The European Parliament adopted a report at its plenary session in Strasbourg on Thursday, calling for the EU to do more to combat foreign interference and disinformation, while also raising concerns in connection with Hungary.
The report said:
“A general lack of awareness of the severity of foreign interference and information manipulation is exacerbated by loopholes in legislation and insufficient coordination between EU countries.”
It urged the EU to create a common strategy to face the challenge of disinformation, including by putting in place specific sanctions related to foreign interference and disinformation campaigns.
In connection with Hungary, the report said that ruling Fidesz and the opposition Jobbik party had nurtured close ties with the Kremlin. It also condemned state organisations in Hungary, Poland, Morocco, Saudi Arabia and Azerbaijan, among others, of illegally using the NSO Group’s Pegasus spy software to eavesdrop on journalists, human rights activists, and politicians.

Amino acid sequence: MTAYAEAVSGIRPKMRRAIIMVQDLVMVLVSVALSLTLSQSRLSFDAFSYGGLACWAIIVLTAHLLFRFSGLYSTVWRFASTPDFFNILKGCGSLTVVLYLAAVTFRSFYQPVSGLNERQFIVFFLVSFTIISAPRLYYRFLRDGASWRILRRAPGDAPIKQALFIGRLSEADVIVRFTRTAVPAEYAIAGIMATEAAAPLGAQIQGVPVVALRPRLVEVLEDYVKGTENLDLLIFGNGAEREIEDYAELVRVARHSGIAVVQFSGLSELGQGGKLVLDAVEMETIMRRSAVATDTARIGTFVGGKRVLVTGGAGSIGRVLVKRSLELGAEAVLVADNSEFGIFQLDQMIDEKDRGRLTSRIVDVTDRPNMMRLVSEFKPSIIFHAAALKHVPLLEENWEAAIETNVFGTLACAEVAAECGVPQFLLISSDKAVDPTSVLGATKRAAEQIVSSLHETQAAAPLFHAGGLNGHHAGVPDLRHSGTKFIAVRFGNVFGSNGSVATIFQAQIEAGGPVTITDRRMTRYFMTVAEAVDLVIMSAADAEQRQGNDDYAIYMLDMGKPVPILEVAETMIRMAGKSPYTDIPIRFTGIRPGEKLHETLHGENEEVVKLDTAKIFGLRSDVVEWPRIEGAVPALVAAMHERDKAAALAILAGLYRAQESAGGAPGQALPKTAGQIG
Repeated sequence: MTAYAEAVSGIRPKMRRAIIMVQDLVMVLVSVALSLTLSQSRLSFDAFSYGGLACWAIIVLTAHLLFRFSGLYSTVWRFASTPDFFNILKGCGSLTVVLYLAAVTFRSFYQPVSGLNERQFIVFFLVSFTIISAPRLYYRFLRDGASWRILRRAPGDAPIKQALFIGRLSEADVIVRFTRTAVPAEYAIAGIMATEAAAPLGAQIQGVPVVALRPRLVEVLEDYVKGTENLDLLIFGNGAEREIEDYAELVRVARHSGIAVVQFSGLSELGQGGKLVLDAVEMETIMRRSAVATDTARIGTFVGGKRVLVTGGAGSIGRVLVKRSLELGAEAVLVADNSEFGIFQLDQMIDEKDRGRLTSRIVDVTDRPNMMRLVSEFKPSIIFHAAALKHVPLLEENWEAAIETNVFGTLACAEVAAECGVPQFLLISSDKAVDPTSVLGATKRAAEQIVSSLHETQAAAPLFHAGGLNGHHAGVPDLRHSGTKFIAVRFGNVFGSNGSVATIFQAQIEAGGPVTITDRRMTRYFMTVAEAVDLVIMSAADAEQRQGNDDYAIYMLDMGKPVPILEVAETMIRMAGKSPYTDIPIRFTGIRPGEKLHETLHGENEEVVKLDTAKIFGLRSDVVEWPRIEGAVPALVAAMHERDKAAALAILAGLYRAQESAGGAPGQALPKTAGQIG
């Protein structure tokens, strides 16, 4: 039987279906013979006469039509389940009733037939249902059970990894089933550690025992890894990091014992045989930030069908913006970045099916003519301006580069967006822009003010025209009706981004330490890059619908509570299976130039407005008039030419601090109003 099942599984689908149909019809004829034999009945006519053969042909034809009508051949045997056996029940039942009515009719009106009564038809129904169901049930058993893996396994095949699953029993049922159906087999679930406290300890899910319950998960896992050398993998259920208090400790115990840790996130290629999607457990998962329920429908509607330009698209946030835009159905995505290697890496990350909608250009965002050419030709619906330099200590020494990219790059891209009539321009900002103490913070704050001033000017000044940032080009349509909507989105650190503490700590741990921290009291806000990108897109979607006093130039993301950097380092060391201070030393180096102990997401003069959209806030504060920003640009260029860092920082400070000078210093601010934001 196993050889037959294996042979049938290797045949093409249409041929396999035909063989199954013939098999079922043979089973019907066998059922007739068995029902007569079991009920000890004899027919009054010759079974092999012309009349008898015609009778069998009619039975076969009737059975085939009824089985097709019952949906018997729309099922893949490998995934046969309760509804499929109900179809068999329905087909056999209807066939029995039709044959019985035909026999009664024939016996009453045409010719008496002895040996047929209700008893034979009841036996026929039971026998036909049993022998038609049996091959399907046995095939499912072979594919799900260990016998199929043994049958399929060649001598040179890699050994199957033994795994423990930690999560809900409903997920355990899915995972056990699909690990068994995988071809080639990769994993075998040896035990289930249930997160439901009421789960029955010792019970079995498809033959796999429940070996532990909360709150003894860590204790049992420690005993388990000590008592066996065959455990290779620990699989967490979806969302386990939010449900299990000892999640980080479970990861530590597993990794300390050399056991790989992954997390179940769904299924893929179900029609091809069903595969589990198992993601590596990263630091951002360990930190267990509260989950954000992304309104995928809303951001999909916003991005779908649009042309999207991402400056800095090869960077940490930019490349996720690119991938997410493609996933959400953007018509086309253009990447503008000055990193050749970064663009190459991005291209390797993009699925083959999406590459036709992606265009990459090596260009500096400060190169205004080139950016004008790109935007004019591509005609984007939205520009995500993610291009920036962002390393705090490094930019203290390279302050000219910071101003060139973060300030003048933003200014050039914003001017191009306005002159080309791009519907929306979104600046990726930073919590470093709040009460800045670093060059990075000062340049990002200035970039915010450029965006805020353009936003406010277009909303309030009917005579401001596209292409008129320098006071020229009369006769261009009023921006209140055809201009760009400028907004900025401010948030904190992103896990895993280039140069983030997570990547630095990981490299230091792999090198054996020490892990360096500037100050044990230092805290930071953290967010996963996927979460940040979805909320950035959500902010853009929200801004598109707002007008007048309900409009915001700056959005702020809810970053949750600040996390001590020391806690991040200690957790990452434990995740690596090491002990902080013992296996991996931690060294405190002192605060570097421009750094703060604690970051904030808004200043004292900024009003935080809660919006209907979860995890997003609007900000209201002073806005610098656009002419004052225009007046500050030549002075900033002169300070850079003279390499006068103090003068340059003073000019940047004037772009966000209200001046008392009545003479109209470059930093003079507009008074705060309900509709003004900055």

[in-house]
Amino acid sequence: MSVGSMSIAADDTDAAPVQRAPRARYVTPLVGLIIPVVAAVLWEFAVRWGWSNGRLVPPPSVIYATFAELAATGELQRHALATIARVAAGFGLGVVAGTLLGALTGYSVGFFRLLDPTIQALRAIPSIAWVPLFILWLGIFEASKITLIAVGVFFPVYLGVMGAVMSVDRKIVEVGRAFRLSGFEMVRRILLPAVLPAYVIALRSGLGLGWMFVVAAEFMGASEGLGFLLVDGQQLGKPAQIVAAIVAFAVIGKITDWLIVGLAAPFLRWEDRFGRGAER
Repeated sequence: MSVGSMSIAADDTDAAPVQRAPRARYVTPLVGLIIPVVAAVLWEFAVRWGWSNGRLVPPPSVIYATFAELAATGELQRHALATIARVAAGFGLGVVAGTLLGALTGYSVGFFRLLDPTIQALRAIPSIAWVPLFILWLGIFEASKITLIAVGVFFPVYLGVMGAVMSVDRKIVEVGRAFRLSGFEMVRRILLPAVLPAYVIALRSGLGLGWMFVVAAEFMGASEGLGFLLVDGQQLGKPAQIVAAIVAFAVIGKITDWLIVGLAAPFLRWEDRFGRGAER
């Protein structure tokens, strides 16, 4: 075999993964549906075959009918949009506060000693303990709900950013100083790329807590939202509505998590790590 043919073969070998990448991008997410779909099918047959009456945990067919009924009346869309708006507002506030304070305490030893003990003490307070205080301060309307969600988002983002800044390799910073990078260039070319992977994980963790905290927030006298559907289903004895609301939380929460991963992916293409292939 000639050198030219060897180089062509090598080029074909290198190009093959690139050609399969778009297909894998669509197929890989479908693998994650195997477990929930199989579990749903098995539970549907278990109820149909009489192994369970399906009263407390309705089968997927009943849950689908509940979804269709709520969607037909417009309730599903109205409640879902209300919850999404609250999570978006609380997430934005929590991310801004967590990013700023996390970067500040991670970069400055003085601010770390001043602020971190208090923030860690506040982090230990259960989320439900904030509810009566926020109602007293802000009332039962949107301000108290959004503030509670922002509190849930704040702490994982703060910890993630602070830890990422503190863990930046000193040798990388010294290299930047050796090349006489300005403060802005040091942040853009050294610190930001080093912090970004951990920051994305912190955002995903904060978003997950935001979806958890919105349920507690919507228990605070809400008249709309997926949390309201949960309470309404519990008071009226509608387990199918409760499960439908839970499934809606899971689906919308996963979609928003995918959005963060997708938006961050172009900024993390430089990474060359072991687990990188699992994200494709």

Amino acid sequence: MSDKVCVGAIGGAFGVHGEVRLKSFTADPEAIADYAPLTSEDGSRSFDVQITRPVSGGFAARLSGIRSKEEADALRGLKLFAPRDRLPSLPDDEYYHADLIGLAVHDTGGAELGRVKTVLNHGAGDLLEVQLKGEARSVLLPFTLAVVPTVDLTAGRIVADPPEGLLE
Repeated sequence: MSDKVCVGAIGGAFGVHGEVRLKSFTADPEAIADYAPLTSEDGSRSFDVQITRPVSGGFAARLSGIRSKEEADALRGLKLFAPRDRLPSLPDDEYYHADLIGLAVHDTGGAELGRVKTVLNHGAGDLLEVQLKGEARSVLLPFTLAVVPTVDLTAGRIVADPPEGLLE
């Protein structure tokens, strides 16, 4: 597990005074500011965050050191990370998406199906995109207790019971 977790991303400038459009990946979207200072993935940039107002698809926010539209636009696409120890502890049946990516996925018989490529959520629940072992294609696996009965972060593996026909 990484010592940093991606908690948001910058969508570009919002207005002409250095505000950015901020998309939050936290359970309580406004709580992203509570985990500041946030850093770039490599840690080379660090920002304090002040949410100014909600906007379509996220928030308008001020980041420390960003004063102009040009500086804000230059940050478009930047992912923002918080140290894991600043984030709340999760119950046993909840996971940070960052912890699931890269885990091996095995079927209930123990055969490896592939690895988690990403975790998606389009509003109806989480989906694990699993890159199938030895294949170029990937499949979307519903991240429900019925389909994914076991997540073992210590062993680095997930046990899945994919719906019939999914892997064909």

The report accused Hungary and Serbia of helping China and Russia achieve their geopolitical goals, describing this as “alarming”. Further, it condemned the Hungarian government decision to allow the establishment of a campus of China’s Fudan university while closing down the Central European University (CEU) in Budapest.
The report also accused Serbia and Hungary of “playing a role in an extensive dissemination of disinformation on neighboring countries”.
Fidesz MEP Balázs Hidvéghi responded to the report by accusing its authors of attacking Hungary with “lies”. “It’s text is ideologically biased and explores the subject extremely unilaterally,” he said in a statement.
“Even amid the current war, the EP’s left-wing majority can’t resist continuing their usual political smear campaign against Hungary,” he added.
He called it “absurd” that the report addressed foreign intervention in European democratic processes while “failing to mention the significant intervention” in these processes by “the Soros network” over the past several years.
featured image illustration via MTI/EPA/Julien Warnand